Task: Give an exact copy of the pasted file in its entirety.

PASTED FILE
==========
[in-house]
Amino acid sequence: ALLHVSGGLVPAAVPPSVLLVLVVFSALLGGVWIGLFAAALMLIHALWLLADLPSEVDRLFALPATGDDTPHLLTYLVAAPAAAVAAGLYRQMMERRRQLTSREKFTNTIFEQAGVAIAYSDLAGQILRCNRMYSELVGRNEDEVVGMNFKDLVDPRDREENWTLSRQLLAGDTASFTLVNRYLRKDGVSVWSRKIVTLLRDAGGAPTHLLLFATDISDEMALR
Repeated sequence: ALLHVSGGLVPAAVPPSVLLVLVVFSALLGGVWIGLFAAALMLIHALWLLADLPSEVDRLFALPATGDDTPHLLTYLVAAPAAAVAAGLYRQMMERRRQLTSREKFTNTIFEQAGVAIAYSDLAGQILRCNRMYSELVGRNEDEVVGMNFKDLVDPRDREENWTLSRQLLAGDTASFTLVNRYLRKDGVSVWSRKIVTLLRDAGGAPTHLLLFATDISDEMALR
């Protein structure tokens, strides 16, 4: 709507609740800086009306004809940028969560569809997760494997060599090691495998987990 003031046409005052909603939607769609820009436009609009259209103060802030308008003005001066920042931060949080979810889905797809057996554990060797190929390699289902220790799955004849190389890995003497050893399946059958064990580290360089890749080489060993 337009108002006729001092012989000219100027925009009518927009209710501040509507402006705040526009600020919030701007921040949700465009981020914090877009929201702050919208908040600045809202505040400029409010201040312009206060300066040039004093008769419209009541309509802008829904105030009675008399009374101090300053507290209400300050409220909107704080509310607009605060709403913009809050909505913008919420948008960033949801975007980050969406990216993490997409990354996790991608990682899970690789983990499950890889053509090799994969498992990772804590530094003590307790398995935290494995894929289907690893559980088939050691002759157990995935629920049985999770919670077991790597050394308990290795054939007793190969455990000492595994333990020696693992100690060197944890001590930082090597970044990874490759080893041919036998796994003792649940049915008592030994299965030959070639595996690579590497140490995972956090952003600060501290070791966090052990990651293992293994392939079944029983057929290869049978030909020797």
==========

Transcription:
[in-house]
Amino acid sequence: ALLHVSGGLVPAAVPPSVLLVLVVFSALLGGVWIGLFAAALMLIHALWLLADLPSEVDRLFALPATGDDTPHLLTYLVAAPAAAVAAGLYRQMMERRRQLTSREKFTNTIFEQAGVAIAYSDLAGQILRCNRMYSELVGRNEDEVVGMNFKDLVDPRDREENWTLSRQLLAGDTASFTLVNRYLRKDGVSVWSRKIVTLLRDAGGAPTHLLLFATDISDEMALR
Repeated sequence: ALLHVSGGLVPAAVPPSVLLVLVVFSALLGGVWIGLFAAALMLIHALWLLADLPSEVDRLFALPATGDDTPHLLTYLVAAPAAAVAAGLYRQMMERRRQLTSREKFTNTIFEQAGVAIAYSDLAGQILRCNRMYSELVGRNEDEVVGMNFKDLVDPRDREENWTLSRQLLAGDTASFTLVNRYLRKDGVSVWSRKIVTLLRDAGGAPTHLLLFATDISDEMALR
């Protein structure tokens, strides 16, 4: 709507609740800086009306004809940028969560569809997760494997060599090691495998987990 003031046409005052909603939607769609820009436009609009259209103060802030308008003005001066920042931060949080979810889905797809057996554990060797190929390699289902220790799955004849190389890995003497050893399946059958064990580290360089890749080489060993 337009108002006729001092012989000219100027925009009518927009209710501040509507402006705040526009600020919030701007921040949700465009981020914090877009929201702050919208908040600045809202505040400029409010201040312009206060300066040039004093008769419209009541309509802008829904105030009675008399009374101090300053507290209400300050409220909107704080509310607009605060709403913009809050909505913008919420948008960033949801975007980050969406990216993490997409990354996790991608990682899970690789983990499950890889053509090799994969498992990772804590530094003590307790398995935290494995894929289907690893559980088939050691002759157990995935629920049985999770919670077991790597050394308990290795054939007793190969455990000492595994333990020696693992100690060197944890001590930082090597970044990874490759080893041919036998796994003792649940049915008592030994299965030959070639595996690579590497140490995972956090952003600060501290070791966090052990990651293992293994392939079944029983057929290869049978030909020797």